BSNL has launched an spoken English mobile learning program called “Learn English” powered by EnableM in association with OnMobile Global, looking to address opportunity in learning spoken English. EnableM also powers the same module on SMS for Nokia Life Tools, and OnMobile Global would have brought in the IVR and speech recognition technology.
There ‘Learn English’ services tap into the opportunity provided by the need to learn English in India, with the language increasingly becoming ‘aspirational’. Ethnographer and blogger Dina Mehta, on Nokia’s invitation, had visited a village where she met a farmer who has subscribed to the Learn English component of Nokia Life Tools service for his son Umesh, and views it as an investment rather than an expense.
Mehta writes that Umesh, a 9th standard student, didn’t want to have have audio content instead of text: “he thought about it for a moment and said no! His reason was with text, you can read it again and again, understand the sentence well, and make corrections easily, which he felt would not be possible with audio.”
I think there’s a case for both text and audio, instead of substituting one with the other. The spoken English component is best served through voice services, which is what the EnableM-OnMobile combine and a startup called English Seekho are doing:
EnableM: BSNL users can subscribe to the program by dialing 1255537; Learn English is priced at Rs. 20 subscription, and a surprisingly low Rs. 0.30 per minute for the call. The content is available for Basic and Advanced English, and is available for users proficient with nine Indian languages – Hindi, Tamil, Kannada, Marathi, Bengali, Gujarati, Punjabi, Telugu and Malayalam. Daily SMSs and practice tests are a part of the learning package. We’ve requested EnableM for a demo of the service and will update when we have more inputs.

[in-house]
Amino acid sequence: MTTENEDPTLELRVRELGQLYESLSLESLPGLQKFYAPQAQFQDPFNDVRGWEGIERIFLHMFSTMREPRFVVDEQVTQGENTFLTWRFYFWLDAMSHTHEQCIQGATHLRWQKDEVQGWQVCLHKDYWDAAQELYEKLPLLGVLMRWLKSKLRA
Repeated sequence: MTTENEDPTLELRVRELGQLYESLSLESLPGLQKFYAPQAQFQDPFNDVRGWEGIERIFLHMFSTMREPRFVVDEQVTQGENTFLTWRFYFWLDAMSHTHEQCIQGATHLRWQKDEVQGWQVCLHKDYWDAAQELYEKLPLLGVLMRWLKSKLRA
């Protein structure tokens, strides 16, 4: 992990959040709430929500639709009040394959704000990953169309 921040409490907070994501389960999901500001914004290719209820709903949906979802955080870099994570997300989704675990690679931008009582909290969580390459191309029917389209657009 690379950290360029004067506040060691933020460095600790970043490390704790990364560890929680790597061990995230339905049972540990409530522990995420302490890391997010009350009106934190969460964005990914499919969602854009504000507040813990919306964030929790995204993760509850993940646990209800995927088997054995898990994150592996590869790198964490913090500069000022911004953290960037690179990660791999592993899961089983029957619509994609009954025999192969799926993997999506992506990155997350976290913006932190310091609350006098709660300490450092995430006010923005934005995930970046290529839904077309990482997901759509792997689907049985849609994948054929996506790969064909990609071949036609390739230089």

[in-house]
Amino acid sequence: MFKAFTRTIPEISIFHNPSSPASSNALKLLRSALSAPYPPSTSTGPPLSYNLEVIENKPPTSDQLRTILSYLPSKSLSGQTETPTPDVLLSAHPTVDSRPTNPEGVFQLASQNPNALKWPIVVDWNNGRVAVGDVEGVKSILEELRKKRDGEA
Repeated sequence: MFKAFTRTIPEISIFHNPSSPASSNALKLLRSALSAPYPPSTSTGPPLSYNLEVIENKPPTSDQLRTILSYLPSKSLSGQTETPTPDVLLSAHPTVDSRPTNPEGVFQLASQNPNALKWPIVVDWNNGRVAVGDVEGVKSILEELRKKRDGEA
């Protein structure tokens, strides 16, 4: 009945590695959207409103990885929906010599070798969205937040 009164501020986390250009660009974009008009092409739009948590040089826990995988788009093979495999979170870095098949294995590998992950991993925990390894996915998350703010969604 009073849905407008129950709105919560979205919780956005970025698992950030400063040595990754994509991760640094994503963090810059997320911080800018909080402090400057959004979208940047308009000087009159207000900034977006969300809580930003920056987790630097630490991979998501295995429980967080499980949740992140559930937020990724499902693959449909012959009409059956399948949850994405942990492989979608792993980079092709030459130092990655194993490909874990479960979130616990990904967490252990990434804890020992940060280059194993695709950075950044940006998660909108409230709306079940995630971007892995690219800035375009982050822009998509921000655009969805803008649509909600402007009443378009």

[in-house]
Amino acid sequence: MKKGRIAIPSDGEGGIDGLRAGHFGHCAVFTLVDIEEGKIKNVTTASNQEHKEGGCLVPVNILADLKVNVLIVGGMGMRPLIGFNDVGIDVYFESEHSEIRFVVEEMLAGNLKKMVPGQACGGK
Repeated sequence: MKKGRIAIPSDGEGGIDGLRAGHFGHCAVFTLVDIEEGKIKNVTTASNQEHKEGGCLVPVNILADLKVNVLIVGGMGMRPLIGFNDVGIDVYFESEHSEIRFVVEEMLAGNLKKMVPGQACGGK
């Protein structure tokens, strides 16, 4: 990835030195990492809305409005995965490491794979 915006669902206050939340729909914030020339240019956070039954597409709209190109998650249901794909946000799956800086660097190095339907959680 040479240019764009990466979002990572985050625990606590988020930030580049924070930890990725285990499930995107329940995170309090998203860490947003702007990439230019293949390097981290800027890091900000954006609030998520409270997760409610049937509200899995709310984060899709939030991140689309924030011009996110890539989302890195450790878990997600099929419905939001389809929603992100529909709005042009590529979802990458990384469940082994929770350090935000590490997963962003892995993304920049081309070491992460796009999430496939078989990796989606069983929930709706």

English Seekho: developed by IL&FS Education and Technology Services Limited, the company has tied up with Tata Indicom (dial 129222) for powering English Learning through voice services. The service also costs Rs. 20 per month for subscription, but is priced comparatively higher at Rs. 0.60 per minute for access. The demo at Proto.in had instructions in Hindi, with a sentence in English being spoken, and the user being asked to repeat. The voice recognition system would then verify if it had been correctly spoken or not.
Now key to the spoken English piece is the language recognition technology that powers it: the speech recognition software by itself is open source, but the training of the software is where the value lies. The more the usage, the more the software learns and correctly interprets the words spoken. One would have to deal with a counter-productive situation with the learning process: if the software learns the incorrect pronunciation of a word, then the student might end up thinking that the incorrect pronunciation is correct.